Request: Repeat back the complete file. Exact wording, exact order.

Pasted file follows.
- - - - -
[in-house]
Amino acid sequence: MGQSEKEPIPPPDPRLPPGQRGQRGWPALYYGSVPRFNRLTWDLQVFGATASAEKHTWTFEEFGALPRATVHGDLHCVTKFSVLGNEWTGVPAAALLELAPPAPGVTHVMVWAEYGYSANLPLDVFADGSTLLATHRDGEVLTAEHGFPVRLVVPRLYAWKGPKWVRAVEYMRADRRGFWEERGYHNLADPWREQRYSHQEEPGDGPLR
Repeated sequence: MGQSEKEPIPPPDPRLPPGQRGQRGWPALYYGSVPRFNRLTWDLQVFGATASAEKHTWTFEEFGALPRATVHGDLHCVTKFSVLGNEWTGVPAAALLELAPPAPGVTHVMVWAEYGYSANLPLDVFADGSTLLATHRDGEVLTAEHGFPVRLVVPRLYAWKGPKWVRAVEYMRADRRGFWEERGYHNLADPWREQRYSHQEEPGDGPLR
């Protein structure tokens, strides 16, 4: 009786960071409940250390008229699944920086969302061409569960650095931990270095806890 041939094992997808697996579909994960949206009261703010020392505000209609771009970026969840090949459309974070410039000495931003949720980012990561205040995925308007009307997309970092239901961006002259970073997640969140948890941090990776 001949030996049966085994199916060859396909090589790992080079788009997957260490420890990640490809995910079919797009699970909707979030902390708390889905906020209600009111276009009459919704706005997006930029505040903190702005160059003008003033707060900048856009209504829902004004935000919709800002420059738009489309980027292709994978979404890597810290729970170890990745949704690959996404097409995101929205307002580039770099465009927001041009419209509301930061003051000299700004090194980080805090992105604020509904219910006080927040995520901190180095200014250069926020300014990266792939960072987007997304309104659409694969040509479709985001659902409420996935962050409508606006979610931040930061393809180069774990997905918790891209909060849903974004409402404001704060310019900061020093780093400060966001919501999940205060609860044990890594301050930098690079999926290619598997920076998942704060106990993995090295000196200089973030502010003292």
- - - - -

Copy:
[in-house]
Amino acid sequence: MGQSEKEPIPPPDPRLPPGQRGQRGWPALYYGSVPRFNRLTWDLQVFGATASAEKHTWTFEEFGALPRATVHGDLHCVTKFSVLGNEWTGVPAAALLELAPPAPGVTHVMVWAEYGYSANLPLDVFADGSTLLATHRDGEVLTAEHGFPVRLVVPRLYAWKGPKWVRAVEYMRADRRGFWEERGYHNLADPWREQRYSHQEEPGDGPLR
Repeated sequence: MGQSEKEPIPPPDPRLPPGQRGQRGWPALYYGSVPRFNRLTWDLQVFGATASAEKHTWTFEEFGALPRATVHGDLHCVTKFSVLGNEWTGVPAAALLELAPPAPGVTHVMVWAEYGYSANLPLDVFADGSTLLATHRDGEVLTAEHGFPVRLVVPRLYAWKGPKWVRAVEYMRADRRGFWEERGYHNLADPWREQRYSHQEEPGDGPLR
């Protein structure tokens, strides 16, 4: 009786960071409940250390008229699944920086969302061409569960650095931990270095806890 041939094992997808697996579909994960949206009261703010020392505000209609771009970026969840090949459309974070410039000495931003949720980012990561205040995925308007009307997309970092239901961006002259970073997640969140948890941090990776 001949030996049966085994199916060859396909090589790992080079788009997957260490420890990640490809995910079919797009699970909707979030902390708390889905906020209600009111276009009459919704706005997006930029505040903190702005160059003008003033707060900048856009209504829902004004935000919709800002420059738009489309980027292709994978979404890597810290729970170890990745949704690959996404097409995101929205307002580039770099465009927001041009419209509301930061003051000299700004090194980080805090992105604020509904219910006080927040995520901190180095200014250069926020300014990266792939960072987007997304309104659409694969040509479709985001659902409420996935962050409508606006979610931040930061393809180069774990997905918790891209909060849903974004409402404001704060310019900061020093780093400060966001919501999940205060609860044990890594301050930098690079999926290619598997920076998942704060106990993995090295000196200089973030502010003292």